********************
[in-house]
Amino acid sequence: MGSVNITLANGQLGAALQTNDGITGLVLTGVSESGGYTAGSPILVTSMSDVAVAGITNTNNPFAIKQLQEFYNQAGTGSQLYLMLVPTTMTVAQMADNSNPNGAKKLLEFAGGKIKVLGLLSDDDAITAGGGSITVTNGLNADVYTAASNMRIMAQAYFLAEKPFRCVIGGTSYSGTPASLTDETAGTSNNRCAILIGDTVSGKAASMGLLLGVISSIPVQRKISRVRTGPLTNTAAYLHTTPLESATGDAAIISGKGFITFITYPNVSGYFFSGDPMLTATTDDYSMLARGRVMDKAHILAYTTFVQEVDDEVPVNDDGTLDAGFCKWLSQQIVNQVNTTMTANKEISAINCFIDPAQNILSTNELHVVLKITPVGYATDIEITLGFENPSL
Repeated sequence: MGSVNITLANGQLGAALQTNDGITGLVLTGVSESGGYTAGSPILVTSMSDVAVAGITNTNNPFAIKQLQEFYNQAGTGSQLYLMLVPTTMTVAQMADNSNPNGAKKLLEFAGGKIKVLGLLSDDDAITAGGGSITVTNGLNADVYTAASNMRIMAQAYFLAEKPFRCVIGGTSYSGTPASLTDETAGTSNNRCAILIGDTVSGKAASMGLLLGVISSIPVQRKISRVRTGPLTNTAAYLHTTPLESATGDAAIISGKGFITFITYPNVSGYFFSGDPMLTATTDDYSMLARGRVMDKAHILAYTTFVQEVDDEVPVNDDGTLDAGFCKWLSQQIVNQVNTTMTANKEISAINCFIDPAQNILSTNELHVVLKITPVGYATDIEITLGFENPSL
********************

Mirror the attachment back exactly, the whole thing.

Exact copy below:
[in-house]
Amino acid sequence: MGSVNITLANGQLGAALQTNDGITGLVLTGVSESGGYTAGSPILVTSMSDVAVAGITNTNNPFAIKQLQEFYNQAGTGSQLYLMLVPTTMTVAQMADNSNPNGAKKLLEFAGGKIKVLGLLSDDDAITAGGGSITVTNGLNADVYTAASNMRIMAQAYFLAEKPFRCVIGGTSYSGTPASLTDETAGTSNNRCAILIGDTVSGKAASMGLLLGVISSIPVQRKISRVRTGPLTNTAAYLHTTPLESATGDAAIISGKGFITFITYPNVSGYFFSGDPMLTATTDDYSMLARGRVMDKAHILAYTTFVQEVDDEVPVNDDGTLDAGFCKWLSQQIVNQVNTTMTANKEISAINCFIDPAQNILSTNELHVVLKITPVGYATDIEITLGFENPSL
Repeated sequence: MGSVNITLANGQLGAALQTNDGITGLVLTGVSESGGYTAGSPILVTSMSDVAVAGITNTNNPFAIKQLQEFYNQAGTGSQLYLMLVPTTMTVAQMADNSNPNGAKKLLEFAGGKIKVLGLLSDDDAITAGGGSITVTNGLNADVYTAASNMRIMAQAYFLAEKPFRCVIGGTSYSGTPASLTDETAGTSNNRCAILIGDTVSGKAASMGLLLGVISSIPVQRKISRVRTGPLTNTAAYLHTTPLESATGDAAIISGKGFITFITYPNVSGYFFSGDPMLTATTDDYSMLARGRVMDKAHILAYTTFVQEVDDEVPVNDDGTLDAGFCKWLSQQIVNQVNTTMTANKEISAINCFIDPAQNILSTNELHVVLKITPVGYATDIEITLGFENPSL